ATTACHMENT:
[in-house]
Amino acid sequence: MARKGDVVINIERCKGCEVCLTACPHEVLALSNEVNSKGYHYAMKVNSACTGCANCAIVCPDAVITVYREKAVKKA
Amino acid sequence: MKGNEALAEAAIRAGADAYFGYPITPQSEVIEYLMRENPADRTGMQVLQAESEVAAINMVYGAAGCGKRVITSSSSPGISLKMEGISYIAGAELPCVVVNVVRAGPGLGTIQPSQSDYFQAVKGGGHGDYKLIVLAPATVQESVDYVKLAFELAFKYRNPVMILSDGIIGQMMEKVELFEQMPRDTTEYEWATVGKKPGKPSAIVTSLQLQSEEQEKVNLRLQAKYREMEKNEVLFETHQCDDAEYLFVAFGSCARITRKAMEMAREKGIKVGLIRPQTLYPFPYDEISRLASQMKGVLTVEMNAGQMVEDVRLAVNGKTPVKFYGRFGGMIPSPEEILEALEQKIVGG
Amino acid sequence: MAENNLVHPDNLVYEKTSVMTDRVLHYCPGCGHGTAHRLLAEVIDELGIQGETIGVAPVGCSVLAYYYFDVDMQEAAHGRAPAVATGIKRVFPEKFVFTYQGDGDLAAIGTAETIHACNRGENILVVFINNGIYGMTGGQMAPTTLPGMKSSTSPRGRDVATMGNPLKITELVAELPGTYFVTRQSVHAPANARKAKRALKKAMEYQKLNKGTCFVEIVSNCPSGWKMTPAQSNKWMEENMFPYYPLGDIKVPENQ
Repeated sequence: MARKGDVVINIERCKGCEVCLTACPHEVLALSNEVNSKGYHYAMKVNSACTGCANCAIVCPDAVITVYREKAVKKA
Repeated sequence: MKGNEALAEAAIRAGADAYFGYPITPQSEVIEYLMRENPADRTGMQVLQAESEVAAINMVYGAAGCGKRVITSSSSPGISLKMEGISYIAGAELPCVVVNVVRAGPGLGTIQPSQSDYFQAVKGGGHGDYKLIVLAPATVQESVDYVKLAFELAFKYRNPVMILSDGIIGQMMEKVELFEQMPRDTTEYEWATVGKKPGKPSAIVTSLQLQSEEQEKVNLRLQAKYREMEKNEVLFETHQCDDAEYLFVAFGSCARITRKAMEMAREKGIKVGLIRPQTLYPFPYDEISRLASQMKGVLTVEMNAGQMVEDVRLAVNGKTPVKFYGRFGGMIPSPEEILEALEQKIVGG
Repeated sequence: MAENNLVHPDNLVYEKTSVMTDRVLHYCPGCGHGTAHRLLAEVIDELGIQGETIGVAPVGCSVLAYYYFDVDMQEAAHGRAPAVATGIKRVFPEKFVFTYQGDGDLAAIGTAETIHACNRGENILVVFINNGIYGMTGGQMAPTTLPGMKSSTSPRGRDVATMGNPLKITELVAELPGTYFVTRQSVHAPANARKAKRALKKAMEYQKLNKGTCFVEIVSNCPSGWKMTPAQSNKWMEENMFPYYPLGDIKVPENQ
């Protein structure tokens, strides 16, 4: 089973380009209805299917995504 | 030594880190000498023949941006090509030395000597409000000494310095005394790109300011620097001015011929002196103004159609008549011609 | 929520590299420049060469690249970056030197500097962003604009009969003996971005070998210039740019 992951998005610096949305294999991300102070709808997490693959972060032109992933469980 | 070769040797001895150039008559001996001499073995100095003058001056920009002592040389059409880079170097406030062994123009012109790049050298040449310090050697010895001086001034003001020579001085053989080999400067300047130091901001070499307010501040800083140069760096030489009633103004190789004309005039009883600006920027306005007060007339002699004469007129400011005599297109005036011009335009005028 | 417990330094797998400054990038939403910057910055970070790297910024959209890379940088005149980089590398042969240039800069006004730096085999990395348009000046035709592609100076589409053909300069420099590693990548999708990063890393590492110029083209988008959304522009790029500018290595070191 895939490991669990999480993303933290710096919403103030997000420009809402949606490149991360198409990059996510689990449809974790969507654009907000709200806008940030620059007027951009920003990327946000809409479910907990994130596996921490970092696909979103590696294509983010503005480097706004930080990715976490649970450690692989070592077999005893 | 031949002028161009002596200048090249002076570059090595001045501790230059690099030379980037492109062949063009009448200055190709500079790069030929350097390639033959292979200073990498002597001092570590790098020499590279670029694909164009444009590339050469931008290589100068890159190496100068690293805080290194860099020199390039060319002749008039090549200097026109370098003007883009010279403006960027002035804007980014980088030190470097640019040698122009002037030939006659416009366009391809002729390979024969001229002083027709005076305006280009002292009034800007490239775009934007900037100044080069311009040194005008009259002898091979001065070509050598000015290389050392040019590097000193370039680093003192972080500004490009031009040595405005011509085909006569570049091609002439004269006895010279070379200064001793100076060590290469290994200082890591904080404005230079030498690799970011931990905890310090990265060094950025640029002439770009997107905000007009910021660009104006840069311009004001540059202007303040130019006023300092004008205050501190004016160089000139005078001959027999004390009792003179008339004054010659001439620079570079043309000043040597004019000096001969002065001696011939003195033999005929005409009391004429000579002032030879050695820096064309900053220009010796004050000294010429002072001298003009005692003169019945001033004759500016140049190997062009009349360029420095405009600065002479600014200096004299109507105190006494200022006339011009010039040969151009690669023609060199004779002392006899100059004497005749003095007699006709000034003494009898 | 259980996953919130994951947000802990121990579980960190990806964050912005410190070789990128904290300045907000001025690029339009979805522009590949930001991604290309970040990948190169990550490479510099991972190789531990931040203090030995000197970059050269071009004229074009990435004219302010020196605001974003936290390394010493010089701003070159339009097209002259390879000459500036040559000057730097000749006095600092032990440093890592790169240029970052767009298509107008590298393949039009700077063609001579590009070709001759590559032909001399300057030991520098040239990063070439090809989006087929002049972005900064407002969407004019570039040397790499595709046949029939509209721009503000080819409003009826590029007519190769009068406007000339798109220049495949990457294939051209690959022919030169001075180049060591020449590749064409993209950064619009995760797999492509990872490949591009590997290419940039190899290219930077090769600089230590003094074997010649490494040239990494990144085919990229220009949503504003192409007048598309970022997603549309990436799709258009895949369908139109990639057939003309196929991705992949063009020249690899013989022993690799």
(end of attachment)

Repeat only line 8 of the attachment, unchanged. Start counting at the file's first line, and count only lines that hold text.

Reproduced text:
């Protein structure tokens, strides 16, 4: 089973380009209805299917995504 | 030594880190000498023949941006090509030395000597409000000494310095005394790109300011620097001015011929002196103004159609008549011609 | 929520590299420049060469690249970056030197500097962003604009009969003996971005070998210039740019 992951998005610096949305294999991300102070709808997490693959972060032109992933469980 | 070769040797001895150039008559001996001499073995100095003058001056920009002592040389059409880079170097406030062994123009012109790049050298040449310090050697010895001086001034003001020579001085053989080999400067300047130091901001070499307010501040800083140069760096030489009633103004190789004309005039009883600006920027306005007060007339002699004469007129400011005599297109005036011009335009005028 | 417990330094797998400054990038939403910057910055970070790297910024959209890379940088005149980089590398042969240039800069006004730096085999990395348009000046035709592609100076589409053909300069420099590693990548999708990063890393590492110029083209988008959304522009790029500018290595070191 895939490991669990999480993303933290710096919403103030997000420009809402949606490149991360198409990059996510689990449809974790969507654009907000709200806008940030620059007027951009920003990327946000809409479910907990994130596996921490970092696909979103590696294509983010503005480097706004930080990715976490649970450690692989070592077999005893 | 031949002028161009002596200048090249002076570059090595001045501790230059690099030379980037492109062949063009009448200055190709500079790069030929350097390639033959292979200073990498002597001092570590790098020499590279670029694909164009444009590339050469931008290589100068890159190496100068690293805080290194860099020199390039060319002749008039090549200097026109370098003007883009010279403006960027002035804007980014980088030190470097640019040698122009002037030939006659416009366009391809002729390979024969001229002083027709005076305006280009002292009034800007490239775009934007900037100044080069311009040194005008009259002898091979001065070509050598000015290389050392040019590097000193370039680093003192972080500004490009031009040595405005011509085909006569570049091609002439004269006895010279070379200064001793100076060590290469290994200082890591904080404005230079030498690799970011931990905890310090990265060094950025640029002439770009997107905000007009910021660009104006840069311009004001540059202007303040130019006023300092004008205050501190004016160089000139005078001959027999004390009792003179008339004054010659001439620079570079043309000043040597004019000096001969002065001696011939003195033999005929005409009391004429000579002032030879050695820096064309900053220009010796004050000294010429002072001298003009005692003169019945001033004759500016140049190997062009009349360029420095405009600065002479600014200096004299109507105190006494200022006339011009010039040969151009690669023609060199004779002392006899100059004497005749003095007699006709000034003494009898 | 259980996953919130994951947000802990121990579980960190990806964050912005410190070789990128904290300045907000001025690029339009979805522009590949930001991604290309970040990948190169990550490479510099991972190789531990931040203090030995000197970059050269071009004229074009990435004219302010020196605001974003936290390394010493010089701003070159339009097209002259390879000459500036040559000057730097000749006095600092032990440093890592790169240029970052767009298509107008590298393949039009700077063609001579590009070709001759590559032909001399300057030991520098040239990063070439090809989006087929002049972005900064407002969407004019570039040397790499595709046949029939509209721009503000080819409003009826590029007519190769009068406007000339798109220049495949990457294939051209690959022919030169001075180049060591020449590749064409993209950064619009995760797999492509990872490949591009590997290419940039190899290219930077090769600089230590003094074997010649490494040239990494990144085919990229220009949503504003192409007048598309970022997603549309990436799709258009895949369908139109990639057939003309196929991705992949063009020249690899013989022993690799």